Advantages and Disadvantages of Mediation
So if mediation follows no set procedure, results in no assured outcome, and cannot compel parties to agree unless those parties wish to do so, what advantages are there to mediation?
This list is by no means exhaustive, but at least presents a framework in which we can consider the advantages of mediation. In addition, there is a similar list which can be constructed in which we can start to consider some of the typically mentioned disadvantages of mediation.
So is mediation a good thing? Should you encourage a client to mediate a matter rather than litigate? The answers to these questions depend on which of the various advantages and disadvantages of mediation apply in any given case.
EXAMPLE 1: Nora is a long-time client of the firm for which you work. Most of her legal issues revolve around the family-owned bakery which she inherited from her father and which, with her at the helm, has grown substantially in recent years. Unfortunately, spending so much energy on her business leaves Nora little time to tend to her own affairs. As a result, she has failed to pay rent on her house for quite some time and is being sued by her landlord. Nonpayment of rent is a clear breach of the lease, and if the landlord is able to prove in court that his story is true (and it is), he will be able to force Nora out of the house. Because Nora is very likely to lose the house if the case goes to trial, and because she very much wants to stay in the house which she has rented and lived in for the past 5 years, mediation (if agreed to by the landlord) is an excellent option. The landlord is too angry at present to respond to direct negotiation, and the presence of a neutral party might help Nora and her landlord arrive at an agreement. Perhaps arranging for automated payment of future rent along with a one-time payment to cover back rent with a substantial compensatory fee to cover attorney’s fees, interest, etc. would be agreeable to the landlord. This would still be less expensive than the cost to Nora of paying a real estate broker (tenant’s pay fees in her state) and hiring movers to pack her very large, very fragile collection of antique glass cats.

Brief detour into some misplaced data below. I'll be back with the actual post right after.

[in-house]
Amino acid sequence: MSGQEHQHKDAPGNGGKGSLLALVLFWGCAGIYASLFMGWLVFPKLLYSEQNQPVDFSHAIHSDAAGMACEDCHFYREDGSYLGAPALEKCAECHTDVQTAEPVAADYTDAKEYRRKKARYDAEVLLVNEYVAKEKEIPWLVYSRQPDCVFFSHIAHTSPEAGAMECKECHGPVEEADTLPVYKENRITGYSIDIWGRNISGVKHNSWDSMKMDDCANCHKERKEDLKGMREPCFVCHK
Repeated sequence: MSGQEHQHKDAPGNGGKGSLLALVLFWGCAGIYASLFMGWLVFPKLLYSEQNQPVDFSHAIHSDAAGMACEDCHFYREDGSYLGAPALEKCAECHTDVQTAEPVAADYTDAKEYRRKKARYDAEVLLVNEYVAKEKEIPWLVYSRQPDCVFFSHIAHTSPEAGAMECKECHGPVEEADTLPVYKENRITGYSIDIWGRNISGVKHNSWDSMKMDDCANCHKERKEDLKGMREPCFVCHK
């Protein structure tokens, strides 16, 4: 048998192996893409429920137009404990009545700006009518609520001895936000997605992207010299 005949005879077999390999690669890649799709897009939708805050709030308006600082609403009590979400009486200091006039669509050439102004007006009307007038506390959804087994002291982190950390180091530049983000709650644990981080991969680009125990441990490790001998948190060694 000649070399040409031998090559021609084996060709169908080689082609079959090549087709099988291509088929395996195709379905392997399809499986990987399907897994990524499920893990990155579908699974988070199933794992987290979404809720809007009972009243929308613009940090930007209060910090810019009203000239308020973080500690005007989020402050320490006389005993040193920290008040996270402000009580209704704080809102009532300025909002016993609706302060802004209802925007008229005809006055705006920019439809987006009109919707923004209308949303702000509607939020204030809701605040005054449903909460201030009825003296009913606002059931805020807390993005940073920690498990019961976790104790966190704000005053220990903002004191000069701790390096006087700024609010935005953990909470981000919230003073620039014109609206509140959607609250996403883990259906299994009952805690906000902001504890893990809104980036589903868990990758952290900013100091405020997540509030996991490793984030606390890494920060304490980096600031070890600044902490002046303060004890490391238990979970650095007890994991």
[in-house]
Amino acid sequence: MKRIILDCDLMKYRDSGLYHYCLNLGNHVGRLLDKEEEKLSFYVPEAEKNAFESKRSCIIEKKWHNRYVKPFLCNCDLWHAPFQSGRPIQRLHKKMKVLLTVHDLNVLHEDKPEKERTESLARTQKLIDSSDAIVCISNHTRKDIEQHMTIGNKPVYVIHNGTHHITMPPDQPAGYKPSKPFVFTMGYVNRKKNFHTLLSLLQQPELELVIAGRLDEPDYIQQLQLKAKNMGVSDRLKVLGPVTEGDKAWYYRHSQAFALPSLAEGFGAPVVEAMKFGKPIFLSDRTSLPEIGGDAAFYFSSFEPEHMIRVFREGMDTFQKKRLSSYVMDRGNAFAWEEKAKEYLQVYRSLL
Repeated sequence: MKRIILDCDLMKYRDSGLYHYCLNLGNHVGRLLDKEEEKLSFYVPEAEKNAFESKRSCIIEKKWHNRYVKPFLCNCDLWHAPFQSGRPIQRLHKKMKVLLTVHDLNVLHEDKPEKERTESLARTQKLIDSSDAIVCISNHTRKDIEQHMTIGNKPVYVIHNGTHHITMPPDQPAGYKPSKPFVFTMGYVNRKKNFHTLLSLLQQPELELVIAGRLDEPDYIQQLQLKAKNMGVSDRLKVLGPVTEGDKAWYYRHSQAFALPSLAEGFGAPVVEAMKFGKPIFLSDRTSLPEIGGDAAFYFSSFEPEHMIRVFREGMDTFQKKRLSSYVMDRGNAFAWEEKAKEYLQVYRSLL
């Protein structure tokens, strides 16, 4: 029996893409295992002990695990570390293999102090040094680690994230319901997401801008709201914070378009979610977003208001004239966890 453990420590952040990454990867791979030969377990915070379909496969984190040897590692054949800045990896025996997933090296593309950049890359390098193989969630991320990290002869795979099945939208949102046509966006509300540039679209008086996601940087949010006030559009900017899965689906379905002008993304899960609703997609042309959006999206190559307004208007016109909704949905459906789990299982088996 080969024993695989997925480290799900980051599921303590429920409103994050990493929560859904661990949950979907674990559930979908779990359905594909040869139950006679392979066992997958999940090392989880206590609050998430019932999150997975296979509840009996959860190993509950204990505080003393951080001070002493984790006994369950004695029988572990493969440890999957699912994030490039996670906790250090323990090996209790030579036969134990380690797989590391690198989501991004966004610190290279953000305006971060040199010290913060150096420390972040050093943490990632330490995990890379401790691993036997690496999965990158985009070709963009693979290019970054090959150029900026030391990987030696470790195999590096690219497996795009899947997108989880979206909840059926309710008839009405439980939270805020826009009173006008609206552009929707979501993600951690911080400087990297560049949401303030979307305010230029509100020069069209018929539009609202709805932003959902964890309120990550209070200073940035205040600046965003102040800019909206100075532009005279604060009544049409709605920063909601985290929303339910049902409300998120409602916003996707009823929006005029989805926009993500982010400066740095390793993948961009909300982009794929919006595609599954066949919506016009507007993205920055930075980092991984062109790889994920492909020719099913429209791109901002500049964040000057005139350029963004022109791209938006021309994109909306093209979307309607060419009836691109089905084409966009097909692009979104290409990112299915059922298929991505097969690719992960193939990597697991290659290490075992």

EXAMPLE 2: Nora’s brother, Sam, is not involved in the family business. In fact, he’s not involved in any business, but instead lives a frugal life, temporarily residing at the house of whichever friend or sibling will endure his snoring for the time. One day he is walking down the street when a large chunk of iron falls and hits him on the head. Nobody seems to know how or why the metal fell, although the company which occupies the building claims it wasn’t their fault, and that the construction signs they placed on the sidewalk should have given Sam enough notice to steer clear of the area. Even while in the hospital, Sam is already thinking about a lawsuit, and Nora gives him the name of your firm. Robert, the attorney who is assigned Sam’s case, is considering asking the defendant if they would like to enter into mediation, hoping to bring this case to a swift end. Fortunately, you are there to point out that without compulsory discovery it will be impossible to show that the company had a poor safety training program or other important facts which would hopefully be gathered through the discovery process, which is available in a trial.
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